The American dream of homeownership is slipping away for the middle class, as soaring home prices and interest rates create an unprecedented challenge. A recent article by Fortune delves into the harsh realities faced by average Americans in the current housing market, as top economist Ali Wolf sheds light on the stark choices of either being ‘wealthy or lucky.’

The Soaring Challenges of Today’s Housing Market

The housing market has become wildly unaffordable, especially for the middle class. Mortgage rates, reaching a two-decade high in late 2023, coupled with soaring home prices, have elevated the American homebuying dream to a luxury accessible only to the upper echelons of society.

Ali Wolf, the chief economist of Zonda, highlights the stark reality: “In the past, if you were middle class, it was almost assumed you would become a homeowner. Today, the aspiration is still there, but it is a lot more difficult. You have to be wealthy or lucky.”

The Disparities in Middle-Class Income Growth

While household incomes have indeed increased over the past five decades, the rise has not been proportional across income brackets. Pew Research Center considers middle-class household income to be around $90,000. 

In 1970, the average income for middle-class Americans was approximately $60,000. However,’s analysis, using the U.S. Census Bureau’s median household income of $74,580, paints a bleaker picture.

Even with this income, a middle-class American finds it challenging to afford a median-priced home of $410,000, as per’s recent data. 

The National Federation for Credit Counseling recommends that buyers shouldn’t spend more than 30% of their income on housing. This would mean a middle-class household could only afford a $270,000 home with a 10% down payment and minimal debt.

Tate Kelly, a broker with Coldwell Banker Warburg, adds perspective: “To many Americans, finding a home that is considered ‘affordable’ is nearly impossible.”

The Evolution of Middle-Class Housing Affordability

The history of middle-class housing affordability traces back to the post-World War II era. The G.I. Bill, a surge in benefits for veterans, the baby boom, and a general post-war optimism laid the foundation for widespread middle-class homeownership. 

The homes built during this era became the gold standard for affordable starter homes, complete with three bedrooms, a yard, and proximity to essential amenities.

Christopher M. Naghibi, executive vice president at First Foundation Bank, reflects on this historical trend: “Over the course of history, being middle class almost guaranteed eventual homeownership.”

However, the idyllic narrative took a turn in the 1970s, marked by the onset of the Great Inflation. The turbulent economic climate, characterized by soaring interest rates and a severe recession in the early 1980s, disrupted the middle-class trajectory towards homeownership.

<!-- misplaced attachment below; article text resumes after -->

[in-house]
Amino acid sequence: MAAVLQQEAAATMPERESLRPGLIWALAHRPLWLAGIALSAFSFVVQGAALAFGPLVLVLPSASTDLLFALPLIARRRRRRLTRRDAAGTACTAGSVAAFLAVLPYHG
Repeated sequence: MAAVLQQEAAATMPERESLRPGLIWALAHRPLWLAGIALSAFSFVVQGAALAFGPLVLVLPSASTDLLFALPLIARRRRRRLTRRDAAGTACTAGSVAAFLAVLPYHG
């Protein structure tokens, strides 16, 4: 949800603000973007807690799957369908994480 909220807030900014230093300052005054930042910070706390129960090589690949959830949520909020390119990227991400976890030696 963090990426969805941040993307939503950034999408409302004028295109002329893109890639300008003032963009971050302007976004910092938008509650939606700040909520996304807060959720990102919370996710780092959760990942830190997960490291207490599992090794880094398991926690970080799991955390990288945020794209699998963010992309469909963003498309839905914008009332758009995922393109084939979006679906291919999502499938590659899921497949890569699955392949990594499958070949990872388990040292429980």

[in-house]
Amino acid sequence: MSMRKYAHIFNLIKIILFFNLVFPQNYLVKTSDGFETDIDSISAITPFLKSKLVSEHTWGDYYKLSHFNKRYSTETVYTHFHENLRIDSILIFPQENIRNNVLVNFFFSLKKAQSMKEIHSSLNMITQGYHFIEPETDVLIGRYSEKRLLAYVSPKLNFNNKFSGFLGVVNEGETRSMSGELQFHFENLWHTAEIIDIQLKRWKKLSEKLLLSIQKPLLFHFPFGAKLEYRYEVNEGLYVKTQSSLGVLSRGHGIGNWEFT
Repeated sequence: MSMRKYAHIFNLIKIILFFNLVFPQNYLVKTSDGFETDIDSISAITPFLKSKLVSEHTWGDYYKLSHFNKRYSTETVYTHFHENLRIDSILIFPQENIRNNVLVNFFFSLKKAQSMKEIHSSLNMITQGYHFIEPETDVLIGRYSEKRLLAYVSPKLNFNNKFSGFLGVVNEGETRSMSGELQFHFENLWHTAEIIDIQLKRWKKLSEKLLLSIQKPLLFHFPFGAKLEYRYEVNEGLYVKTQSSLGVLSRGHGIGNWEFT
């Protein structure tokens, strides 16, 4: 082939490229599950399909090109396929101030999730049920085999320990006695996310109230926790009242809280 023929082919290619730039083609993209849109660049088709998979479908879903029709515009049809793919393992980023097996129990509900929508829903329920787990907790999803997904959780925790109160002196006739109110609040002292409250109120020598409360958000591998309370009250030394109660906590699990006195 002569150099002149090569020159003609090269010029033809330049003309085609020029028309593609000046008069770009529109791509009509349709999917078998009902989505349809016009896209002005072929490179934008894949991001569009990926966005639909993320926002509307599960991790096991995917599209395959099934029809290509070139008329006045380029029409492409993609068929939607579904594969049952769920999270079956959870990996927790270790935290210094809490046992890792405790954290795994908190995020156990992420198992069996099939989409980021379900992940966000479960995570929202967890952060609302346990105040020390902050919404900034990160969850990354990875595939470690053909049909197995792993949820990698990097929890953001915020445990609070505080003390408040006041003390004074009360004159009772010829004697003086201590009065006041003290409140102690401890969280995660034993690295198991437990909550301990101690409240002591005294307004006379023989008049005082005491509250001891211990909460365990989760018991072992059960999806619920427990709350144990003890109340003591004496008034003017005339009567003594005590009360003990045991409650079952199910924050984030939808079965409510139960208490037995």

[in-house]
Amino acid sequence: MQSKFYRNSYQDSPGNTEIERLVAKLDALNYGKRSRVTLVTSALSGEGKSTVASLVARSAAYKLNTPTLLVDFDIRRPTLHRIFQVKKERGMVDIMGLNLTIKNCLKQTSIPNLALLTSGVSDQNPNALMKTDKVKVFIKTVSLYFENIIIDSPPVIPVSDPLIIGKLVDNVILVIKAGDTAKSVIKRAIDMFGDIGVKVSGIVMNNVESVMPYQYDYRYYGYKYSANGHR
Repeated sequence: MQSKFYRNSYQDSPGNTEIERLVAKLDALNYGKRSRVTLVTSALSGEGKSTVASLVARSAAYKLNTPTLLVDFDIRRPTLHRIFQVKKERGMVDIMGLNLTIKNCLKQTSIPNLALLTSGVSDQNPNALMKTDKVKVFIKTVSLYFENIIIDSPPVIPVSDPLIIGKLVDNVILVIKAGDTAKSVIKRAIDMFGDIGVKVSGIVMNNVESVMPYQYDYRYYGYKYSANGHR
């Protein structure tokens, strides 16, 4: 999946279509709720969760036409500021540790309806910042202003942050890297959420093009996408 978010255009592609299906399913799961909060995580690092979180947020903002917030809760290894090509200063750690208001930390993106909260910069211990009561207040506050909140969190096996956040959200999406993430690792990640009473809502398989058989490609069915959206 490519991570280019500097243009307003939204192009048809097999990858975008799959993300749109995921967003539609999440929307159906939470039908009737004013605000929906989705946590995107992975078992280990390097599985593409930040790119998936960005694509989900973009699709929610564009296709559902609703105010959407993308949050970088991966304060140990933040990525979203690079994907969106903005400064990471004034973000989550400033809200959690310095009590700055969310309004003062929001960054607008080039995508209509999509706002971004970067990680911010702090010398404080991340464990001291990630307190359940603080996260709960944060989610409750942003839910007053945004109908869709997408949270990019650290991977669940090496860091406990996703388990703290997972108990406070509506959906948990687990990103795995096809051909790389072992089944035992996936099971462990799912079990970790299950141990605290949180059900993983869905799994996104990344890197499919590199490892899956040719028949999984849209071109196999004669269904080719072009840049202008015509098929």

Many economists draw parallels between the current housing affordability crisis and that of the 1980s, marked by peak mortgage rates of about 18%. Others argue that today’s market is the least affordable in history. According to Naghibi, “We are at the worst housing affordability since the early 1980s according to the data.”

He further emphasizes that the current crisis not only locks out new homebuyers but also deprives them of crucial equity-building years.

The Hope for 2024: Projections and Pessimism

While some housing market forecasters initially predicted a drop in mortgage rates and home prices for 2024, adjustments are already being made to these projections. Zillow now predicts a 3.7% increase in home prices, and Moody’s Analytics chief economist Mark Zandi, who expected home prices to drop in 2023, saw an increase of 5%.

Mortgage rates, which slightly decreased from their October 2023 peak, have been on the rise again, approaching 7%. This, combined with higher home prices, has left many economists and housing market experts pessimistic about housing affordability improving this year.

Tate Kelly suggests that a drop in mortgage rates could potentially allow more buyers to increase their budgets, but challenges persist. New construction is lacking, and overall housing market inventory remains low, limiting options for potential buyers.

The Road Ahead

As the housing market grapples with the worst affordability crisis since the early 1980s, the road ahead remains challenging. The interplay of mortgage rates, home prices, and limited inventory poses formidable obstacles for those aspiring to achieve the American dream of homeownership.

While hopes linger for a turnaround in 2024, the fundamental issues underlying the crisis demand comprehensive solutions. The unaffordability of homes for the middle class reflects not only a financial hurdle but also a societal shift, requiring a holistic approach to address the evolving dynamics of the housing market.

What do you think? Is the American Dream now an exclusive privilege for the wealthy or the exceptionally fortunate?

As housing affordability slips away, can the middle class reclaim the promise of homeownership? Will policymakers take bold steps to bridge the growing gap between income and home prices?

In a housing market spiraling out of control, what sacrifices are American families making to secure a place to call home?

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